If a person is an accumulation of their experiences, trials and tribulations, then what would make up a designer? This question has been circulating in my mind; the idea of artistry versus design, handcraft versus commercial skill. Where would the two boundaries meet? One way or another, I’ve found that both the worlds of art and design collide in multiple industries.
Hara has said himself that his work primarily focuses on communication design. He’s done many projects, from exhibits to graphics, advertisement commercials to packaging. I find that the beauty of his work however lies not in its diversity but within his process of breaking apart an otherwise complex concept to find its sole essence. I spoke about this concept in Part 1, where Hara has described emptiness as a design value birthed from Japanese cultures and traditions, that weigh heavily on his overall vision as MUJI’s art director.
Glocal is another term Hara has been quoted for in multiple interviews. He describes his
work at MUJI as a way for him to digest the local design language and translate it for a global audience. In this way, he reintroduces the essence of Japanese design in a new, informative way that curiously requires less information, and strips away what we know and recognize as Japanese (i.e kimono patterns, ikebana decorations, traditional temple roofs and so on.) In his case, local does not inherently mean where once is from. He refers to the current times as the New Nomadic Age, where society is constantly on the move and one’s birthland does not necessarily mean ‘local’. This movement and concept of what is local and foreign is constantly changing, as one’s world view expands the more they move upwards or downwards in life. This means that global and local are not necessarily opposite concepts of each other.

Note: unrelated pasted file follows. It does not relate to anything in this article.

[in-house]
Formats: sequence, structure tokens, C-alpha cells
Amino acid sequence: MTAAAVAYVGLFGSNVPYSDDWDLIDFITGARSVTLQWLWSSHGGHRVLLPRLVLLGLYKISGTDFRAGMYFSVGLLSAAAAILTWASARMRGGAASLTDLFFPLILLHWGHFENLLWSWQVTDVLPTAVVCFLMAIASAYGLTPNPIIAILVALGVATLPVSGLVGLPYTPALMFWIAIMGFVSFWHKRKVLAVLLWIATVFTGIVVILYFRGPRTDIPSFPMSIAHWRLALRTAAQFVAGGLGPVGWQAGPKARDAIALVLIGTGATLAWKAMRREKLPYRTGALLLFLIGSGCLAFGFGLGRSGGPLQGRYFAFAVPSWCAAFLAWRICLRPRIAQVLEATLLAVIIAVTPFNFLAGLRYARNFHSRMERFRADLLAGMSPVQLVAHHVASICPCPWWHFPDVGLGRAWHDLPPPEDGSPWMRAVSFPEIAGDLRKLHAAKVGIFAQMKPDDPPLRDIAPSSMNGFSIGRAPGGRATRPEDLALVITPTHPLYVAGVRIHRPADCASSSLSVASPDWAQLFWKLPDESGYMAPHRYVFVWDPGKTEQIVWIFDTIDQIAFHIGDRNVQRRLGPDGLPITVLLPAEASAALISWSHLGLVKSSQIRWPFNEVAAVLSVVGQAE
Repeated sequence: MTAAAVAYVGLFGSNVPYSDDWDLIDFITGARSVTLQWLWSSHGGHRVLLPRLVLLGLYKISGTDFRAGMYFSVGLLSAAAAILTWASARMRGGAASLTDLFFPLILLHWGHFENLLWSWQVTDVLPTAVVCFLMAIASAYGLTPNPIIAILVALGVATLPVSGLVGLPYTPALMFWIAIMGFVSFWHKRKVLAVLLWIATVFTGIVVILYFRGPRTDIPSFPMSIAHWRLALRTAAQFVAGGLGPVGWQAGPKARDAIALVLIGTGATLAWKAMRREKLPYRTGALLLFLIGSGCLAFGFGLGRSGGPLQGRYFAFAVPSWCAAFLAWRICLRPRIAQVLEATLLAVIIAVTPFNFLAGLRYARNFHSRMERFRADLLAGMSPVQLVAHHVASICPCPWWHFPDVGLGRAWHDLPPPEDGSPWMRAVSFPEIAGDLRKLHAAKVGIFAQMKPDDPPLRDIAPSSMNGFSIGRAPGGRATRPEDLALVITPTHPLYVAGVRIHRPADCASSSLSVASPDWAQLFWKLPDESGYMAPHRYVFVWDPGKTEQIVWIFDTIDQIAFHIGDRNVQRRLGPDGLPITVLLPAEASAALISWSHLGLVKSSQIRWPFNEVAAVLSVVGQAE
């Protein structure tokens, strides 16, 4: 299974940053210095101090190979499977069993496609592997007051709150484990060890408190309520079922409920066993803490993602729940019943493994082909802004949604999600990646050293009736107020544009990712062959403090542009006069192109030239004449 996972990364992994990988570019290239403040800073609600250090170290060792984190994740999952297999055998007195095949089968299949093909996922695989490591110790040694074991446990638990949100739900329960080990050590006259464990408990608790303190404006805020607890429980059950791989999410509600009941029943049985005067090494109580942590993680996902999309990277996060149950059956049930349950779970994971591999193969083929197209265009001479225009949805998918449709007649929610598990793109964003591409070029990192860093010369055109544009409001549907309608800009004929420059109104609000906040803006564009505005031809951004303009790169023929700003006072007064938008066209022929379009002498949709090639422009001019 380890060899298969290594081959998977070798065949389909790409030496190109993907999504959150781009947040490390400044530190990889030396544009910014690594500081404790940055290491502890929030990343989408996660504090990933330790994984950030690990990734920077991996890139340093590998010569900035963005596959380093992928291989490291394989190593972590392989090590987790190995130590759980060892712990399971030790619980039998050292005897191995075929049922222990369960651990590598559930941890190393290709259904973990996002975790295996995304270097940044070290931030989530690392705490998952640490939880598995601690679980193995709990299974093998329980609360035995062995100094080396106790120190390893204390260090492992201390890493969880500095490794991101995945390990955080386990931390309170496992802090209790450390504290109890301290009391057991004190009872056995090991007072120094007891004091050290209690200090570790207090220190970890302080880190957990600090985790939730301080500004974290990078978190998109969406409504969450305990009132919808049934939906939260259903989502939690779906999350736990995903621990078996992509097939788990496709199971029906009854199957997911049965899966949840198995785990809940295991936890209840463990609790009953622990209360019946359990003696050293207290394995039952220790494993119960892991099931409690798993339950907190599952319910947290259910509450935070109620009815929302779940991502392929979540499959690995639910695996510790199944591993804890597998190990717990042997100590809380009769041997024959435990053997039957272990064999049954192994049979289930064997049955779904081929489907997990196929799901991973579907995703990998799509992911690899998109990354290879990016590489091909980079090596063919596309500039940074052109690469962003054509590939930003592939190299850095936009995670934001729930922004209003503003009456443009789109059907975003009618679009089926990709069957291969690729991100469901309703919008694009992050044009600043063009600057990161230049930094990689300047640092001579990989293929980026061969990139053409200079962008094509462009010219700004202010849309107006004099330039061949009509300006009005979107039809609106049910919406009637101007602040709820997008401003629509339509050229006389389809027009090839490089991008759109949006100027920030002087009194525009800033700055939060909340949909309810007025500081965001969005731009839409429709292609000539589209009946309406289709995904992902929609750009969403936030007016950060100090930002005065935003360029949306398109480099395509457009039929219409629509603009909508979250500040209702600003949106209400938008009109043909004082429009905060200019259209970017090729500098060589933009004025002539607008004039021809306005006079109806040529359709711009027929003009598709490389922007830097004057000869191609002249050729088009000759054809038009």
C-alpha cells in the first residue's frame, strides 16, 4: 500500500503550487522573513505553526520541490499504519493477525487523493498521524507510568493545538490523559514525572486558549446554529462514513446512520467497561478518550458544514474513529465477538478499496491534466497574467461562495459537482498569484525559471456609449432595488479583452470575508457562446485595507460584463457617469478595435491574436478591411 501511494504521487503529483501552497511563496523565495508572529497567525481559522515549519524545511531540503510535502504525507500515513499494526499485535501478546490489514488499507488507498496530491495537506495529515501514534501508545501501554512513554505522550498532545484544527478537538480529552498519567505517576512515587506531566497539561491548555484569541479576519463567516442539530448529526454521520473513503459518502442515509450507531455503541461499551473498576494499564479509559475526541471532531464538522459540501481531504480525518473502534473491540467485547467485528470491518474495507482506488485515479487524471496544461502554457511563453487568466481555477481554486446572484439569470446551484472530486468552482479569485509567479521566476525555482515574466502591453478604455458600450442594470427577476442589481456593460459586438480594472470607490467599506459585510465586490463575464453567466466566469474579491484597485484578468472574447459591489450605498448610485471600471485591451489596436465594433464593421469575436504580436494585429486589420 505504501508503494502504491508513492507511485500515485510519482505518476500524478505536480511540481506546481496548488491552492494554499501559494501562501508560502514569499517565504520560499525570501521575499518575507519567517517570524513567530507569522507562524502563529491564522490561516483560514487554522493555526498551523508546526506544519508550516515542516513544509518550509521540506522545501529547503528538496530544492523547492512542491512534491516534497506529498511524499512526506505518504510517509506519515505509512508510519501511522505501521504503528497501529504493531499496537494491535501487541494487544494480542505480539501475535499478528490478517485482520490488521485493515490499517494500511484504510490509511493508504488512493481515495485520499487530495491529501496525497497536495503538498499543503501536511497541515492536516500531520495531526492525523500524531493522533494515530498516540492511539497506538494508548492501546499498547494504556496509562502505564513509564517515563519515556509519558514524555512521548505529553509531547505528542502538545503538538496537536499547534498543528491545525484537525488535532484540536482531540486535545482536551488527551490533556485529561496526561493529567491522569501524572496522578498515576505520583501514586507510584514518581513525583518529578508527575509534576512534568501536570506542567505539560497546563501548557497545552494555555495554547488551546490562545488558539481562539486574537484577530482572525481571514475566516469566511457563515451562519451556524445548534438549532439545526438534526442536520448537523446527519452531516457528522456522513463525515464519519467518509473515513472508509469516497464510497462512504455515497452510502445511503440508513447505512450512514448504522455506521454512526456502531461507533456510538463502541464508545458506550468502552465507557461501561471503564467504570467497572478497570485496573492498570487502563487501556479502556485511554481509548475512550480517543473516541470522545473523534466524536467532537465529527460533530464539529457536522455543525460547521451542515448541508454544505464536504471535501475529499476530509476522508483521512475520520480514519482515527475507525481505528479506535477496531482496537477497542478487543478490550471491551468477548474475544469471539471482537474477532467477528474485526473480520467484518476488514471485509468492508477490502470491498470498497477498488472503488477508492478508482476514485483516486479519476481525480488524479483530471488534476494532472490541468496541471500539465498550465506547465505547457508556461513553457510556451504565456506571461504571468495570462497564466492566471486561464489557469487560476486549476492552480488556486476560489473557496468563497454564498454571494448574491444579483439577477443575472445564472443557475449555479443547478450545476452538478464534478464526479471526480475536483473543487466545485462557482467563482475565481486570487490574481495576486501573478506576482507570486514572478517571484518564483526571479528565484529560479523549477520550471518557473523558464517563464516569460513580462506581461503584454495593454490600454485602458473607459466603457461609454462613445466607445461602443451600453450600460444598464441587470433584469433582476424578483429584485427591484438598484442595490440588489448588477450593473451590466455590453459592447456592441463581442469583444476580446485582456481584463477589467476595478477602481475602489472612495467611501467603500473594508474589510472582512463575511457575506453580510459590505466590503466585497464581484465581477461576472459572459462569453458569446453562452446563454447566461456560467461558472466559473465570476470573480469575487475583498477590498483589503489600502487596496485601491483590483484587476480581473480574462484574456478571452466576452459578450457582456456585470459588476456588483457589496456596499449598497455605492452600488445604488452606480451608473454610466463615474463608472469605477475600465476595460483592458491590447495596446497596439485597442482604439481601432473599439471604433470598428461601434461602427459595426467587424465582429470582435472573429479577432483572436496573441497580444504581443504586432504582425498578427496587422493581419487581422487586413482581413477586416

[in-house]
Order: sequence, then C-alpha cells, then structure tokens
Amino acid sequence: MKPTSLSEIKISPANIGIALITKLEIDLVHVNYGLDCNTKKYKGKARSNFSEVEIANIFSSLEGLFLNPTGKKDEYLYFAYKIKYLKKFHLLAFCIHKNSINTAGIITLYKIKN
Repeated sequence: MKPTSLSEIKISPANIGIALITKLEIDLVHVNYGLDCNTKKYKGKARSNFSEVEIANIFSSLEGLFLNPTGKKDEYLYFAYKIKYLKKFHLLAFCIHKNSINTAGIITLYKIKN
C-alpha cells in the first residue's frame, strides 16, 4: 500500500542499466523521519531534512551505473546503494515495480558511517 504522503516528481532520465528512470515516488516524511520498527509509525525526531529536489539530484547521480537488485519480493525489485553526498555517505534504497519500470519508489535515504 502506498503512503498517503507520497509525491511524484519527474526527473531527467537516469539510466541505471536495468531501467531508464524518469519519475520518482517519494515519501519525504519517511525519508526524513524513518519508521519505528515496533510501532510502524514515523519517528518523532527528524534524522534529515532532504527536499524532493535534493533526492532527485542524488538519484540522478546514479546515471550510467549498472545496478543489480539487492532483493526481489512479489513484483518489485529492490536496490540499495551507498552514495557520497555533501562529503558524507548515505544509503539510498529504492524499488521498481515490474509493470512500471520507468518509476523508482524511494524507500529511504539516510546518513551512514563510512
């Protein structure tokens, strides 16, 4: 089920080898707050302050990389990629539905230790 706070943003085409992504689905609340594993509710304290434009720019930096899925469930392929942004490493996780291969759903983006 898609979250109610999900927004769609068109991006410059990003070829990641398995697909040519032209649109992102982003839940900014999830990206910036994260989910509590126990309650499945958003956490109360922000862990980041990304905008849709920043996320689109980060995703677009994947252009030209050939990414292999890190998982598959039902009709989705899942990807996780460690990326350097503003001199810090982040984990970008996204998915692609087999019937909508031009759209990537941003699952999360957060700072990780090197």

I have to agree. As a Singaporean, we’re constantly exposed to a multitude of persons of different histories and cultures. One cannot distinguish themselves from another based on race or skin colour any longer. As society continues to intermingle, our cultures are becoming less defined by design – and this isn’t necessarily a bad thing. The concept of elimination of what we think is the essence of something, is just a means of discovering what lays beneath it.
What I’ve observed in most of Hara's illustrations (as seen below), is that he’s taken common Japanese concepts and broken them down into what makes up his concept of emptiness. The tall entry gates of Japanese temples announce the beginning of a journey towards a spiritual path, transporting one into an environment that is tranquil and peaceful. Again, there is a concept of emptiness in its path that one naturally steps into.
What comes to mind when I think about Singaporean design are the Peranakan patterns in traditional kebaya, the same patterns used in the SIA stewardess uniforms. There are also the iconic landmarks of Singapore; the Merlion, the durian mimicking structure of the Esplanade, the tiled slides in retro HDB playgrounds in the shape of a dragon. These are just a few examples but essentially, what I am trying to point out is that Hara’s design process is extremely intricate and time-consuming. He studies the history of things, to trace its evolution into what we recognize as current.
As a writer myself, I’m struck by Hara’s use of language. Terms like ungorgeous, uncheap, glocal, co-dividual; these are all new terms that one doesn’t usually come across in the English language but it communicates what is necessary. I am to assume that English is not Hara’s first language but he uses it in a profound way that is awe-inspiring to me. He is of course most fluent in Japanese but he is more than capable of communicating his visions to the interviewer and audience in English as well.
Many have described Kenya Hara as a curator, rather than a designer. He often curates non-typical exhibitions and to my knowledge, does not work alone. He collaborates with different designers and companies, often introducing the work of these new designers to a bigger audience in the process.
But I have to agree with Hara, this work is design. His work of tracing the origin of things, peeling back the layers of ungorgeousness, creating environments where the community and individual collide. If one is able to introduce a new angle to what is familiar, then that is design.